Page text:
Searching over 5,500,000 cases.


searching
Buy This Entire Record For $7.95

Download the entire decision to receive the complete text, official citation,
docket number, dissents and concurrences, and footnotes for this case.

Learn more about what you receive with purchase of this case.

In re Air Crash Over Southern Indian Ocean on March 8

United States Court of Appeals, District of Columbia Circuit

January 10, 2020

In re: Air Crash Over the Southern Indian Ocean on March 8, 2014,
v.
Malaysia Airlines Berhad, doing business as Malaysia Airlines, et al., Appellees Elizabeth Smith, As personal representative of the Spouses, Next of Kin, Other Statutory Beneficiaries, and the Estates of the MH370 Passengers (See Complaint for Statutory Beneficiaries), et al., Appellants

          Argued November 25, 2019.

          Appeals from the United States District Court for the District of Columbia (No. 1:16-mc-01184)

          Stephen F. Rosenthal argued the cause for appellants Thomas C. Gaspard, et al. With him on the briefs was Floyd A. Wisner.

          Caitlyn E. Hubbard argued the cause for appellant Thomas Wood. With her on the briefs were Marianne M. Auld and Hugh G. Connor II.

          Mary Schiavo was on the brief for appellants Elizabeth Smith, et al. Jodi W. Flowers entered an appearance.

          Eric B. Wolff argued the cause for appellees. With him on the joint brief were Gregory F. Miller, Telly Andrews, and Richard A. Walker. Eric J. Rhine entered an appearance.

          Before: Wilkins and Rao, Circuit Judges, and Randolph, Senior Circuit Judge.

          OPINION

          Rao, Circuit Judge

         This appeal arises out of the unexplained disappearance of Malaysia Airlines Flight MH370 somewhere over the Southern Indian Ocean in the early hours of March 8, 2014. A series of extensive searches and investigations conducted over more than four years yielded no definitive answers as to the cause of this tragedy, and all passengers and crew members on board the flight are presumed dead. Representatives of many of the passengers filed lawsuits in the United States asserting, inter alia, Montreal Convention claims against Malaysia Airlines Systems Berhad, Malaysia's national airline at the time of Flight MH370, its current national airline, Malaysia Airlines Berhad, and the airlines' insurers, as well as state law products liability and wrongful death claims against Boeing, which manufactured the aircraft in question in Washington state.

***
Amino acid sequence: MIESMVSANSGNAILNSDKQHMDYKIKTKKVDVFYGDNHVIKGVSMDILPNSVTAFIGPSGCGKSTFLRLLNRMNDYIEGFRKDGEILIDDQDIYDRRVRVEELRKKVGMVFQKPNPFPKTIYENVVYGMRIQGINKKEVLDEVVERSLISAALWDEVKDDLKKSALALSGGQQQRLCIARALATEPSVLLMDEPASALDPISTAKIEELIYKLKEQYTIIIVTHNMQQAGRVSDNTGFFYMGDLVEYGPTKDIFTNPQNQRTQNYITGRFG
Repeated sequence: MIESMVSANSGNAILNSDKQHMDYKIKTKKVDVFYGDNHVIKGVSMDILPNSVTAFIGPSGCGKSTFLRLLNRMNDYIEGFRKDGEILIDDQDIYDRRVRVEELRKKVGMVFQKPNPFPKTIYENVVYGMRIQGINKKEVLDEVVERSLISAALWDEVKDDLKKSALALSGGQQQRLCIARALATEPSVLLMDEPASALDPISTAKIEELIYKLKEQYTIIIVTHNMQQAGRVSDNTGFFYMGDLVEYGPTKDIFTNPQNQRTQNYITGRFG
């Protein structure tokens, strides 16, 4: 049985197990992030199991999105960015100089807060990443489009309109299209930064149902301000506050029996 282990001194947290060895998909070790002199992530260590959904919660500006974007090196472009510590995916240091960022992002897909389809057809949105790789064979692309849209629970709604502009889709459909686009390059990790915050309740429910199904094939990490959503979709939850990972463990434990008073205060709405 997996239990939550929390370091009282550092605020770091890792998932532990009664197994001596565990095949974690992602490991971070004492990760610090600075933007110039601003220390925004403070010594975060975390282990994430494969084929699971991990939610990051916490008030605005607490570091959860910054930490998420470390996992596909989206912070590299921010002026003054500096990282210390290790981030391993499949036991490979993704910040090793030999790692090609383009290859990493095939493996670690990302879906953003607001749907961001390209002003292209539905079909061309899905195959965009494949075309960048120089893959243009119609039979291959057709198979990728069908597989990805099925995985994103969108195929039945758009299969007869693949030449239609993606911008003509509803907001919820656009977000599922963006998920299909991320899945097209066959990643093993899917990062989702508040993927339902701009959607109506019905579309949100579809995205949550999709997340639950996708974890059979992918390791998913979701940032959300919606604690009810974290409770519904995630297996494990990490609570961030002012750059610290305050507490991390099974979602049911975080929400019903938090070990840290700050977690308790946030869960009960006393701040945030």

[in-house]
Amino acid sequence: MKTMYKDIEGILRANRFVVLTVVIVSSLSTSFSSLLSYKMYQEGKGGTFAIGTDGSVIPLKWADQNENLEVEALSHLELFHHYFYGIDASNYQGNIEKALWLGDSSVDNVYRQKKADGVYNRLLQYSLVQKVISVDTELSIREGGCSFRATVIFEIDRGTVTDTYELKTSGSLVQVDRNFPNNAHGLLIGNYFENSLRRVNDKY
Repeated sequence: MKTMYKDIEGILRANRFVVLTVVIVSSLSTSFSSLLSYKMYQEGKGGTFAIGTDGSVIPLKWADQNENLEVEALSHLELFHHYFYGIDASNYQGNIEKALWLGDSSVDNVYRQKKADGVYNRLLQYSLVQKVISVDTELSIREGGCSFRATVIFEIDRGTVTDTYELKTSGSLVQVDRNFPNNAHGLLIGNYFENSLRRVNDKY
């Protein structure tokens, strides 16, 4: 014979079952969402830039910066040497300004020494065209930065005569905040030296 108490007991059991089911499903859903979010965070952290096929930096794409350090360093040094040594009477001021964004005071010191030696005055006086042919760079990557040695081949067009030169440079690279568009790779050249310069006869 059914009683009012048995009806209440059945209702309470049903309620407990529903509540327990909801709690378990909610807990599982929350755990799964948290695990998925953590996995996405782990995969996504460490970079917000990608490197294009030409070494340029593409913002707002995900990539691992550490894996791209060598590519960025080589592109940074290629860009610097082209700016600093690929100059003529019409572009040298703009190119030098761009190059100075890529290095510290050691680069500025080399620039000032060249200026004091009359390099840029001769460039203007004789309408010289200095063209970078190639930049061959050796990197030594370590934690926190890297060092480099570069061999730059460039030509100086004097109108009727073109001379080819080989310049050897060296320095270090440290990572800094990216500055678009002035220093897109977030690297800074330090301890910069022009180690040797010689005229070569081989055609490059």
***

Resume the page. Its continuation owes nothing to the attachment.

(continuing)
Those lawsuits were centralized into a multidistrict litigation in the United States District Court for the District of Columbia and coordinated for pretrial purposes. Appellees moved jointly to dismiss for forum non conveniens and the district court granted that motion in full, concluding that Malaysia is a more convenient forum to hear all of the appellants' claims. While the Court has great sympathy for the victims of this tragedy and their families, we cannot disregard the narrow standard governing our review in this case. We conclude that the district court did not clearly abuse its discretion in dismissing appellants' lawsuits for forum non conveniens and affirm the decision in full.

         I.

         The district court's opinion recounts the factual history surrounding Flight MH370's disappearance and the ensuing investigations in detail. See In re Air Crash Over S. Indian Ocean, 352 F.Supp.3d 19 (D.D.C. 2018). We will therefore focus only on the facts pertinent to this appeal.

         Malaysia Airlines Flight MH370 disappeared en route from Kuala Lumpur International Airport in Malaysia to Beijing, China, early in the morning on March 8, 2014. On board Flight MH370 were 227 passengers and 12 Malaysian crew members. The 227 passengers were of 14 nationalities, including 152 Chinese citizens, 38 Malaysian citizens, and 3 United States citizens. The aircraft in question was a Boeing 777-2H6ER that was designed and manufactured at Boeing's facility in Washington state and delivered to the airline in new condition in May 2002.

         An extensive search for the missing aircraft ensued following the plane's disappearance. The search team ultimately concluded that Flight MH370 likely crashed in the Southern Indian Ocean after running out of fuel, but neither the plane nor other critical pieces of evidence, such as the cockpit voice recorder and flight data recorder, were recovered. In addition to the search for physical evidence, the Malaysian government took the lead on a separate civil investigation into why Flight MH370 had disappeared. This investigation culminated in a 449-page report, which concluded that while the investigation team was "unable to determine the real cause for the disappearance of MH370," human interference or error were more likely the cause of the plane's disappearance than aircraft or system malfunction. In connection with this investigation and a related criminal investigation, the civil investigation team and the ...


Buy This Entire Record For $7.95

Download the entire decision to receive the complete text, official citation,
docket number, dissents and concurrences, and footnotes for this case.

Learn more about what you receive with purchase of this case.